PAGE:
Archive for the ‘Sidharth Monga’ Category

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The Media Personnel at the Cricket in Lanka, mid-2017

August 31, 2017

Scenes from the Galle Media Desks

Rex and Sa’adi

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Dark Clouds loom over Sri Lankan Cricket

August 27, 2017

Sidharth Monga, courtesy of ESPNcricinfo, 27 August 2017, where the title reads “How Sri Lanka went from being a fortress to a phantom”

In the end, what stays with you the longest from cricket in Sri Lanka is the crows. The papare band can fade away, Galle Fort can seem run-of-the-mill after a while, Percy can sometimes grate, you can get away from the shouts of “Aluwa aluwa”, but the crows stay with you long after you have gone. They are looking for worms in the warm, moist grass while cricket is on, but they could easily be doing what crows do: wait to feast on carcasses; in this case, those of the opposition after the home team is done with them.

 Dusk looms over SL cricket today

The crows always seem to sneak up on you in Sri Lanka. And so does Test cricket. Tests here just start. You wake up, have your pol roti and chilli-onion sambal at the National Tea Room in the fort, or in one of the tea rooms near the station outside, and walk in to watch the highest form of cricket (so they say) for free. If you are on a motorbike, you don’t even need to remove your helmet. Just stand outside the fence and watch. Read the rest of this entry ?

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Sampath Perera and Niroshan Dickwella

August 11, 2017

Sidharth Monga, courtesy of ESPNcricinfo, 11 August 2017, where the title runs  The rise of the sweep-happy, street-smart Dickwella

Despite all the hype around mystery cricketers, Sri Lankan cricket would not have risen without a more prosaic, solid supply line from the schools. Arjuna Ranatunga’s one big lament has been the decline of schools cricket, otherwise “the best system in the world”. Schools cricket in Sri Lanka has been stuff of legend. There are about 30 Big Matches, traditional annual matches played between two certain schools. The Royal-Thomian is the biggest Big Match, a phenomenon in itself with a festival-like atmosphere over the three days of the match and on days leading up to it. Up in the hill country, the Big Match of Kandy, the battle of the blues, between St Anthony and Trinity, was a one-sided affair when Sampath Perera took over in September 2008.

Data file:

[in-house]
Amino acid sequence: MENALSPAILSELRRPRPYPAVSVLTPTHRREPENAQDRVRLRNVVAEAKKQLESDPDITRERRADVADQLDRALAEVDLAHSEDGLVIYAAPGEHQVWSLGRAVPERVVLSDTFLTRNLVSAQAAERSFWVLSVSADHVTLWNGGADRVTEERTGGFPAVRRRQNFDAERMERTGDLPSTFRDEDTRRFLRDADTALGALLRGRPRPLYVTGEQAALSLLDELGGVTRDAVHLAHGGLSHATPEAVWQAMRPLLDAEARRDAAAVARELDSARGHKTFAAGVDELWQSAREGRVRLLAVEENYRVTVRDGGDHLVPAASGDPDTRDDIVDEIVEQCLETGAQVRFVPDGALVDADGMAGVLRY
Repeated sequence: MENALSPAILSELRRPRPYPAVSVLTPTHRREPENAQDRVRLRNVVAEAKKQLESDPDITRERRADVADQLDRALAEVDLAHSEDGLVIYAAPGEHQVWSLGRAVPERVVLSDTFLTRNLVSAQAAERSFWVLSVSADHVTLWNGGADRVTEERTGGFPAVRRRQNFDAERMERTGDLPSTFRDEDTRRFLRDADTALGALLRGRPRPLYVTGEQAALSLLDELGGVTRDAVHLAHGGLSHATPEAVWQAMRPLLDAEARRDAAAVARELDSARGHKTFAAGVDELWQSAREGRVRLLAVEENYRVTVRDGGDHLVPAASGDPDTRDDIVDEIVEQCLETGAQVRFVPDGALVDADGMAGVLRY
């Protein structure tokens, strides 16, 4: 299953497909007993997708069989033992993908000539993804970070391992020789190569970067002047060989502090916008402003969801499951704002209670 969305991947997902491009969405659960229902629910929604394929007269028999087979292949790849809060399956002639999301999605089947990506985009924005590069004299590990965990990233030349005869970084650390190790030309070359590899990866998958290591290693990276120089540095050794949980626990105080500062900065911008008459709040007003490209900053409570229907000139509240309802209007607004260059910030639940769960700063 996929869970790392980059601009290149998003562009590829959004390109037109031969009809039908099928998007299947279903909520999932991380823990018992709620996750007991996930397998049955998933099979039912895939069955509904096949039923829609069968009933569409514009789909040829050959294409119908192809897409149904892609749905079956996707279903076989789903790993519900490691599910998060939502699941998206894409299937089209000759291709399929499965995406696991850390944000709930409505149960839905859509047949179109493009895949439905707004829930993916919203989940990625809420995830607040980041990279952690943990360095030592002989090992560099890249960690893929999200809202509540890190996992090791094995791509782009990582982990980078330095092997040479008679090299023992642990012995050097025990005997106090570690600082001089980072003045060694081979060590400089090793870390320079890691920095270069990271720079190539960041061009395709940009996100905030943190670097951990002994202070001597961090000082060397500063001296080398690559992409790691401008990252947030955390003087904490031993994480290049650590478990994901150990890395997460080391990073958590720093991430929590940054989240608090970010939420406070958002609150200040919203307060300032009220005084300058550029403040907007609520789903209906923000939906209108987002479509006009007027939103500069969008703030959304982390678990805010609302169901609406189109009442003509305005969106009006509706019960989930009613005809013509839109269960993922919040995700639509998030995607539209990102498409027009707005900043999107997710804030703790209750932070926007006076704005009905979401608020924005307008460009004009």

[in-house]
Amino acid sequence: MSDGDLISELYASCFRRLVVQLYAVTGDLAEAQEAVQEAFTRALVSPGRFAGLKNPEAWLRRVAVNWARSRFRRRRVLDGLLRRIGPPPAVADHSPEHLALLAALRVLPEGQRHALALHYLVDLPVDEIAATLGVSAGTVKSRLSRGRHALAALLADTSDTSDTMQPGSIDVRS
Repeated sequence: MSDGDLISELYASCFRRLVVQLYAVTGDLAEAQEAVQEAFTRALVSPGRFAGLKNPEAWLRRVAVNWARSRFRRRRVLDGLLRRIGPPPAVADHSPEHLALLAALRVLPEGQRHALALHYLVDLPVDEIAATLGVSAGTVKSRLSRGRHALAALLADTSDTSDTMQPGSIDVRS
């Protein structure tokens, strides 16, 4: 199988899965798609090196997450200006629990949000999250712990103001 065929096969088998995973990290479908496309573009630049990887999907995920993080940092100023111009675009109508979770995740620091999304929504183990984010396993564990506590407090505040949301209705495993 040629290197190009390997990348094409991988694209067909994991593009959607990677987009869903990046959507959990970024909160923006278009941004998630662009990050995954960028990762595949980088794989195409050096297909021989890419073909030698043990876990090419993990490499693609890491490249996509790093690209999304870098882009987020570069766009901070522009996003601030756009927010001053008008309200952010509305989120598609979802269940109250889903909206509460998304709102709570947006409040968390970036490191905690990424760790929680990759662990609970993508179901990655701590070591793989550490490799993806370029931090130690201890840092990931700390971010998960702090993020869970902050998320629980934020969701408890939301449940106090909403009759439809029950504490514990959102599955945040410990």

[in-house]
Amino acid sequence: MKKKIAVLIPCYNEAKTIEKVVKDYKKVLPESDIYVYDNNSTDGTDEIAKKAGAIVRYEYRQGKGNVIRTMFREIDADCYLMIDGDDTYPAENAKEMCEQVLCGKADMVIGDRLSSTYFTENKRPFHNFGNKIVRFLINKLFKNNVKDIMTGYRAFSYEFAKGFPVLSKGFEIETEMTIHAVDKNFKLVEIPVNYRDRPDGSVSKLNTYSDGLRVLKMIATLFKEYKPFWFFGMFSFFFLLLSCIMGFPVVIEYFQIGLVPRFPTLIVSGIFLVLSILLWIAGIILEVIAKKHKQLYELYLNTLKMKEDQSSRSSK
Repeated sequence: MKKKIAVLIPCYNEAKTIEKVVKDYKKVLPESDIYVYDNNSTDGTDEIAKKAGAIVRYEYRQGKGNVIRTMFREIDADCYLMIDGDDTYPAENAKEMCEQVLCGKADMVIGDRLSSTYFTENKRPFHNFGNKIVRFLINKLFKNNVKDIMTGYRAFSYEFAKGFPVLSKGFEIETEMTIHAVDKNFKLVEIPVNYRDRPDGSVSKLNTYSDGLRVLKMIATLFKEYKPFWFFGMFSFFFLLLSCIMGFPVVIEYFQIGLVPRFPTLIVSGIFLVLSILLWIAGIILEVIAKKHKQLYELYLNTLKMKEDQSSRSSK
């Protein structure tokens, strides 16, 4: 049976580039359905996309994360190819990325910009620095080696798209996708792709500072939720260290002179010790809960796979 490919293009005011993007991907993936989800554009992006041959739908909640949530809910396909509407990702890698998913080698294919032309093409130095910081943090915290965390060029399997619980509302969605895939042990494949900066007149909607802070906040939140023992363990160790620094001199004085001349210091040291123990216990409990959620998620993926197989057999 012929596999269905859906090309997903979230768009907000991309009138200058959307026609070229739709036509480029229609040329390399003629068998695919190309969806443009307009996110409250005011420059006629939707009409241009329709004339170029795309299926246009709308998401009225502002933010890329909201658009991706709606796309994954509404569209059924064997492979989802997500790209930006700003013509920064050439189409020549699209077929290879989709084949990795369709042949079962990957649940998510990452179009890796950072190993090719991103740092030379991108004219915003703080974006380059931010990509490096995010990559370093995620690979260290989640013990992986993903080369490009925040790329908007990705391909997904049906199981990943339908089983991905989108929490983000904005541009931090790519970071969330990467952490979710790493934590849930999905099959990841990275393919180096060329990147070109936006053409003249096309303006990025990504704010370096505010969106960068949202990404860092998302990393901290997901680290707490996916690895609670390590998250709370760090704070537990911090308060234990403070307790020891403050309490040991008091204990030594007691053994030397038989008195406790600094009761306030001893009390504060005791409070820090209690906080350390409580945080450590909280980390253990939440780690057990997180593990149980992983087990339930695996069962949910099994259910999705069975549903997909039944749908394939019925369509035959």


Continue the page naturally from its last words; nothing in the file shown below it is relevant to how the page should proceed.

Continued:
Niroshan Dickwella counterattacked with inventive shots AFP

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Slashing Clementine and Other Extremist Critics

August 1, 2017

 Gerald Peiris[1]

Remember the mighty Indians with ‘all time greats’ like God Tendulkar, Azar, Dravid, Viru, Ganguli et. al. losing disgracefully, first in Delhi and then in Calcutta (in 1996);[2] Sri Lanka hammering more or less the same team for 960 or so runs in Colombo;[3] and then, getting them for a paltry 54 in an ODI in Dubai (with Murali and Vaas breaking records in successive matches)? Why should SL, smaller than one-third the size of one of the smaller states in India like, say, Tamilnadu, be producing a succession of ‘all-time greats’ and ranking perpetually among the high flyers all the time?

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India outclass Sri Lanka in All Departments

July 27, 2017

Sidharth Monga,  courtesy of ESPNcricinfo, 27 July 2017,  where the title runs thus “Fleet-footed India outdo Sri Lanka in the Galle maze

India like to be ruthless when ahead, in that they don’t like to leave the door open in order to make a statement. Even the ever-present threat of rain in Galle is not likely to make them enforce a follow-on on a 10-man Sri Lanka, even if they bowl them out in the first hour on the third morning. Prospects of a three-day finish might not be tempting enough for this team, which has seen the pitch drying out quickly, and which knows from first-hand experience that chasing anything on a quick-drying Galle surface can be treacherous.

India’s Abhivav Mukund, successfully takes a catch to dismiss Sri Lanka’s Niroshan Dickwella, left, during the second day’s play of the first test cricket match between India and Sri Lanka in Galle, Sri Lanka, Thursday, July 27, 2017. — AP Photo/Eranga Jayawardena

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India’s Cricket Administration: Sidharth Monga evaluates the Ram-Guha Protest Resignation

July 27, 2017

Sidharth Monga

When Ramachandra Guha was appointed to the Committee of Administrators, there were sniggers from various quarters. What did a historian living in an imagined utopia know about running Indian cricket, it was asked. Having found the kitchen too hot, it will be said, he has quit. He has quit all right, and arguably without accomplishing the primary objective of seeing the reforms through, but he has left with an important piece of what all his detractors consider him good for: writing. 

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